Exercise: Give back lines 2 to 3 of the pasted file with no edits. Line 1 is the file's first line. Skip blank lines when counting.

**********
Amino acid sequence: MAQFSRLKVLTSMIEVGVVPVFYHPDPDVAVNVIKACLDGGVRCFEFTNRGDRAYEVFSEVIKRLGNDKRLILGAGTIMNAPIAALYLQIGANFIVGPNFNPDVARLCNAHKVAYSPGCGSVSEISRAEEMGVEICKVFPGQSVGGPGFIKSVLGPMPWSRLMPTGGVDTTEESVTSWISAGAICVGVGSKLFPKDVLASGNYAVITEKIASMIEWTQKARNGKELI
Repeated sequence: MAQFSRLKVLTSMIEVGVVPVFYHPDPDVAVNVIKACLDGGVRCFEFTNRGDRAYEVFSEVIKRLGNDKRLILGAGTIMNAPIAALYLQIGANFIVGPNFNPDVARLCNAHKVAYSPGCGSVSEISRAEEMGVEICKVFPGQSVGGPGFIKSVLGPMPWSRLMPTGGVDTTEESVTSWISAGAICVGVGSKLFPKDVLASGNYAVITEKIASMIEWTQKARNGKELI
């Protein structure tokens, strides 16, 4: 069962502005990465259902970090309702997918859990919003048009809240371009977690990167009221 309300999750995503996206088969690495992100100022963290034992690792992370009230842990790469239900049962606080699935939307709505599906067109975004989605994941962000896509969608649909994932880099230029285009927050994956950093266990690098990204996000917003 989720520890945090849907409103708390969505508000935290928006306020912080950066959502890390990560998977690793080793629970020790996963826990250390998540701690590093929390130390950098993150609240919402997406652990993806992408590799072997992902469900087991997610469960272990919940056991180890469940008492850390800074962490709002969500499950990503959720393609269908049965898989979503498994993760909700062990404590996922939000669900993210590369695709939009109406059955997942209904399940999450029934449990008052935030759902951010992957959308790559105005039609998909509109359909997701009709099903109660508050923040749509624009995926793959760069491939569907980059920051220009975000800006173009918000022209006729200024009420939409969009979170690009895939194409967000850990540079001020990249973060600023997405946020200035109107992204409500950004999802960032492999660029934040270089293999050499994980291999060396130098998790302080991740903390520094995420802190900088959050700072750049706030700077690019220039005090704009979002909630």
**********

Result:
Repeated sequence: MAQFSRLKVLTSMIEVGVVPVFYHPDPDVAVNVIKACLDGGVRCFEFTNRGDRAYEVFSEVIKRLGNDKRLILGAGTIMNAPIAALYLQIGANFIVGPNFNPDVARLCNAHKVAYSPGCGSVSEISRAEEMGVEICKVFPGQSVGGPGFIKSVLGPMPWSRLMPTGGVDTTEESVTSWISAGAICVGVGSKLFPKDVLASGNYAVITEKIASMIEWTQKARNGKELI
């Protein structure tokens, strides 16, 4: 069962502005990465259902970090309702997918859990919003048009809240371009977690990167009221 309300999750995503996206088969690495992100100022963290034992690792992370009230842990790469239900049962606080699935939307709505599906067109975004989605994941962000896509969608649909994932880099230029285009927050994956950093266990690098990204996000917003 989720520890945090849907409103708390969505508000935290928006306020912080950066959502890390990560998977690793080793629970020790996963826990250390998540701690590093929390130390950098993150609240919402997406652990993806992408590799072997992902469900087991997610469960272990919940056991180890469940008492850390800074962490709002969500499950990503959720393609269908049965898989979503498994993760909700062990404590996922939000669900993210590369695709939009109406059955997942209904399940999450029934449990008052935030759902951010992957959308790559105005039609998909509109359909997701009709099903109660508050923040749509624009995926793959760069491939569907980059920051220009975000800006173009918000022209006729200024009420939409969009979170690009895939194409967000850990540079001020990249973060600023997405946020200035109107992204409500950004999802960032492999660029934040270089293999050499994980291999060396130098998790302080991740903390520094995420802190900088959050700072750049706030700077690019220039005090704009979002909630």